A Digital Controller for Reactivity Monitoring and Power Control
This paper introduces a controller unit for reactivity monitoring and automatic power control that was designed and constructed for the 500 kW Dalat Nuclear Research Reactor (DNRR). For power control and reactivity calculations, frequency signals from neutron measurement channels of starting and working ranges of the reactor are used. Two abovementioned independent functions were combined in an Artix-7 FPGA board for determining reactivity values by solving the point reactor kinetics equations with six delayed neutron groups and for stabilizing the reactor power at preset levels by determining the unbalance voltage signal to control the automatic control rod. With real-time calculations, the newly developed controller can monitor the reactor reactivity and control the reactor power online. The developed controller unit’s reactivity measuring and power stabilizing capabilities were assessed using the DNRR in normal operation and assumed emergency conditions and compared with those of the preexisting imported BNO-102R1 module of the DNRR control and protection system, known as ASUZ-14R. The results of the experiments show that the produced FPGA-based unit and the BNO-102R1 unit have the same technical characteristics and features, with the disparities being less than 5% and 1%, respectively, in reactivity measurement and power stabilization. The experimental data of reactivity measurements by the FPGA-based unit and the calculation results were also compared and found that the relative deviations between those are also less than 10%. The developed controller unit is capable of carrying out a variety of training and operational experiments on the DNRR.
A Reduced Order Model Based on ANN-POD Algorithm for Steady-State Neutronics and Thermal-Hydraulics Coupling Problem
The neutronics and thermal-hydraulics (N/TH) coupling behavior analysis is a key issue for nuclear power plant design and safety analysis. Due to the high-dimensional partial differential equations (PDEs) derived from the N/TH system, it is usually time consuming to solve such a large-scale nonlinear equation by the traditional numerical solution method of PDEs. To solve this problem, this work develops a reduced order model based on the proper orthogonal decomposition (POD) and artificial neural networks (ANNs) to simulate the N/TH coupling system. In detail, the POD method is used to extract the POD modes and corresponding coefficients from a set of full-order model results under different boundary conditions. Then, the backpropagation neural network (BPNN) is utilized to map the relationship between the boundary conditions and POD coefficients. Therefore, the physical fields under the new boundary conditions could be calculated by the predicated POD coefficients from ANN and POD modes from snapshot. In order to assess the performance of an ANN-POD-based reduced order method, a simplified pressurized water reactor model under different inlet coolant temperatures and inlet coolant velocities is utilized. The results show that the new reduced order model can accurately predict the distribution of the physical fields, as well as the effective multiplication factor in the N/TH coupling nuclear system, whose relative errors are within 1%.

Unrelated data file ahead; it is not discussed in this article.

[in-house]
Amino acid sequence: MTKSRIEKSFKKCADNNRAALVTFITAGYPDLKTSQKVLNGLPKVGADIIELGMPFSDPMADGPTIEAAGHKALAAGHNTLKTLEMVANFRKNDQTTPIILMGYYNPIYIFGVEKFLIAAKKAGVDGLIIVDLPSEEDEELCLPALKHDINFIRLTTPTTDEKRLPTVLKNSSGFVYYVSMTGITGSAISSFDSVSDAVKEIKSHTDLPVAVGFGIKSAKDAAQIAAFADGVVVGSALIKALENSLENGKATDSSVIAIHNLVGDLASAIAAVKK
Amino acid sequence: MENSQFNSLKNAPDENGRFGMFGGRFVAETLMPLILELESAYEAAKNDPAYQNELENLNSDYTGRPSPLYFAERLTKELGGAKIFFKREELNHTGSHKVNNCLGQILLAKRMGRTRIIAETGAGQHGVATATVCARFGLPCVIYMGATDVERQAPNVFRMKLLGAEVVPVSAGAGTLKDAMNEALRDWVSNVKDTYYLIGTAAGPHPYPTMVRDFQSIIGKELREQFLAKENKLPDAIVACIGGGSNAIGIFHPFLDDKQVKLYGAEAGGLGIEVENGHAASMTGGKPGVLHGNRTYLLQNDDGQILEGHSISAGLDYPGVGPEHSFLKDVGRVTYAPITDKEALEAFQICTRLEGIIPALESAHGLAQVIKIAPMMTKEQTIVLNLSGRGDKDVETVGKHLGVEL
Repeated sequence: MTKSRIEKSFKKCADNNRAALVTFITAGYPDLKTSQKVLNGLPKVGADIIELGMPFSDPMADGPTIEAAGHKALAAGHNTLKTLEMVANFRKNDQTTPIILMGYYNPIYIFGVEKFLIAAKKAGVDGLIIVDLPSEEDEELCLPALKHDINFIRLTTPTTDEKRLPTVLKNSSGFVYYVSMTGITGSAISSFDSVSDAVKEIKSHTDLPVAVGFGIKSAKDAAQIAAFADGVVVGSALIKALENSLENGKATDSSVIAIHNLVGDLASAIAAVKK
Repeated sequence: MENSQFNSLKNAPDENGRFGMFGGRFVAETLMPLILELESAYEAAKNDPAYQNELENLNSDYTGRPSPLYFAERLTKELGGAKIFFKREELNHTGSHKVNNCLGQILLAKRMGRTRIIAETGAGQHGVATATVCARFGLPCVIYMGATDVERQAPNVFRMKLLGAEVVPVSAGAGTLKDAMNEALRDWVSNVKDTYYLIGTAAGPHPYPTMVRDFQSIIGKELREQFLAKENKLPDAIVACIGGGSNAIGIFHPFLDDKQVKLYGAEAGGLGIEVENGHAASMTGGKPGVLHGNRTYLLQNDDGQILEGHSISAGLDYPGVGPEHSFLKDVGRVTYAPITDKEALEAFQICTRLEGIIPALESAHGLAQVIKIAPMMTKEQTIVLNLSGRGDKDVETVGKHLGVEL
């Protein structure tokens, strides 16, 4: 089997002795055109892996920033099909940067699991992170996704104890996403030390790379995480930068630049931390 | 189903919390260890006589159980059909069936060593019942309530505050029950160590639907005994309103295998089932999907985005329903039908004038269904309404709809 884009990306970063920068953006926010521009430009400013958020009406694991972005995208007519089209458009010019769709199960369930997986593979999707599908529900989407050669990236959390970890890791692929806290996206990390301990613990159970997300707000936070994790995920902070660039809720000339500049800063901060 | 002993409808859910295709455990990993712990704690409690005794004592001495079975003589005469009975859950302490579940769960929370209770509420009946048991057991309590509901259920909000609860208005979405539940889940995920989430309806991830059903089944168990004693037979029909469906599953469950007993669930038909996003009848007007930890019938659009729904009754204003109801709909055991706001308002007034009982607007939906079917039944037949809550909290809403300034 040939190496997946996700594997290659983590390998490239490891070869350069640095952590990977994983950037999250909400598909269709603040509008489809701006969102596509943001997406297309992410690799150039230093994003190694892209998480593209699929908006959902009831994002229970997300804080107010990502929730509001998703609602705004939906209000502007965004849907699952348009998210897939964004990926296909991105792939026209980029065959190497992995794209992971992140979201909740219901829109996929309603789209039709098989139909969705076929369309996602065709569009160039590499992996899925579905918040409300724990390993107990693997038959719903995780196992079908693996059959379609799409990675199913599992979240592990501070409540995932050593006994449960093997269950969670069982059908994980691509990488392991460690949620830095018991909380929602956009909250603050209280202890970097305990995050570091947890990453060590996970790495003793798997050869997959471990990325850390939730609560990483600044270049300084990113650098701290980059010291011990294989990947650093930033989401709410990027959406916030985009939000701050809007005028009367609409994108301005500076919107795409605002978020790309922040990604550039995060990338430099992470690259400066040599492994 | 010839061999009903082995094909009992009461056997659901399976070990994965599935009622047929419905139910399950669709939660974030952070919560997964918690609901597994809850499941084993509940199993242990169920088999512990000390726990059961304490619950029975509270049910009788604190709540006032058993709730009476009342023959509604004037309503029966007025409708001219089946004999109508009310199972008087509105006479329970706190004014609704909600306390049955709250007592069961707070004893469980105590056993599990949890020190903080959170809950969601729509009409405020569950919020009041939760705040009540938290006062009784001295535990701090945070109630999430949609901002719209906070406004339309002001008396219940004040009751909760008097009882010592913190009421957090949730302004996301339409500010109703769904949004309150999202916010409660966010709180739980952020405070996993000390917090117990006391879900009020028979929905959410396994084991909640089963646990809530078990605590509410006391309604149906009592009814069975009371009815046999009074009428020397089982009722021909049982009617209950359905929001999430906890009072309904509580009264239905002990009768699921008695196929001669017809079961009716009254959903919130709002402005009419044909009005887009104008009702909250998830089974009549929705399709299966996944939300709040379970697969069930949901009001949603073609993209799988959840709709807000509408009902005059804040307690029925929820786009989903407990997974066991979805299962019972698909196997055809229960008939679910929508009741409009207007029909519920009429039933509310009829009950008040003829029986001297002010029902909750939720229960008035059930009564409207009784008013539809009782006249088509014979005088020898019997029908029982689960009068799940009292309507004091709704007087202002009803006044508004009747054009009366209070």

Design of a Nanosecond Voltage Comparator with PECL Logic for a Photon-Counting Radiation Imaging System Application
In this paper, a nanosecond voltage comparator with PECL logic for a photon-counting radiation imaging system is presented. To realize a high-speed comparison of four gamma detector channels in a limited board space, quad comparators MAX9602 with PECL logic are chosen. Each of the four channels is coupled with a PECL to CMOS converter ICS508, which exports CMOS logic data for later use in an FPGA. Simulated findings for cobalt-60 with intensities ranging from 30 Ci to 300 Ci show little count loss caused by using a comparator and indicate ideal propagation delays at all source intensities. While in the laboratory test using a PCB-level system, signals with pulse width less than 3 ns might be dropped, and dispersion of propagation delay occurs. Despite these, the performance is still satisfactory and can meet the requirements of practical applications, as demonstrated by an improved result of 0.9% in the contrast indicator model. Further studies to optimize the circuit design can be conducted to gain improvement.